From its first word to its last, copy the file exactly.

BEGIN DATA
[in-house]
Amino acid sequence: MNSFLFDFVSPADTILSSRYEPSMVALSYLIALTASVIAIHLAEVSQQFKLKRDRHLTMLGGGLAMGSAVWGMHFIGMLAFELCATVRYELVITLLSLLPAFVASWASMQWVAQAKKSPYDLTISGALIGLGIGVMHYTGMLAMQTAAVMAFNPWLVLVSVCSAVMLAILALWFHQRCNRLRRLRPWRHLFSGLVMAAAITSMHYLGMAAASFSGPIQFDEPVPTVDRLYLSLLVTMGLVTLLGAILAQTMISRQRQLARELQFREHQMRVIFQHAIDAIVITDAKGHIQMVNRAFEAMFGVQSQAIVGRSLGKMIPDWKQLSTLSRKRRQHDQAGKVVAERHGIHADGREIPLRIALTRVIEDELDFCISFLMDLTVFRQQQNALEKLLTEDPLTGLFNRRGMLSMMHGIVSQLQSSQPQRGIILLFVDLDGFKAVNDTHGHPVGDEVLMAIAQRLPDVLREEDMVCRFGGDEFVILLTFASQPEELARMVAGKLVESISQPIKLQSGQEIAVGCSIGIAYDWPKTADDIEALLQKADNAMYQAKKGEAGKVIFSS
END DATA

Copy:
[in-house]
Amino acid sequence: MNSFLFDFVSPADTILSSRYEPSMVALSYLIALTASVIAIHLAEVSQQFKLKRDRHLTMLGGGLAMGSAVWGMHFIGMLAFELCATVRYELVITLLSLLPAFVASWASMQWVAQAKKSPYDLTISGALIGLGIGVMHYTGMLAMQTAAVMAFNPWLVLVSVCSAVMLAILALWFHQRCNRLRRLRPWRHLFSGLVMAAAITSMHYLGMAAASFSGPIQFDEPVPTVDRLYLSLLVTMGLVTLLGAILAQTMISRQRQLARELQFREHQMRVIFQHAIDAIVITDAKGHIQMVNRAFEAMFGVQSQAIVGRSLGKMIPDWKQLSTLSRKRRQHDQAGKVVAERHGIHADGREIPLRIALTRVIEDELDFCISFLMDLTVFRQQQNALEKLLTEDPLTGLFNRRGMLSMMHGIVSQLQSSQPQRGIILLFVDLDGFKAVNDTHGHPVGDEVLMAIAQRLPDVLREEDMVCRFGGDEFVILLTFASQPEELARMVAGKLVESISQPIKLQSGQEIAVGCSIGIAYDWPKTADDIEALLQKADNAMYQAKKGEAGKVIFSS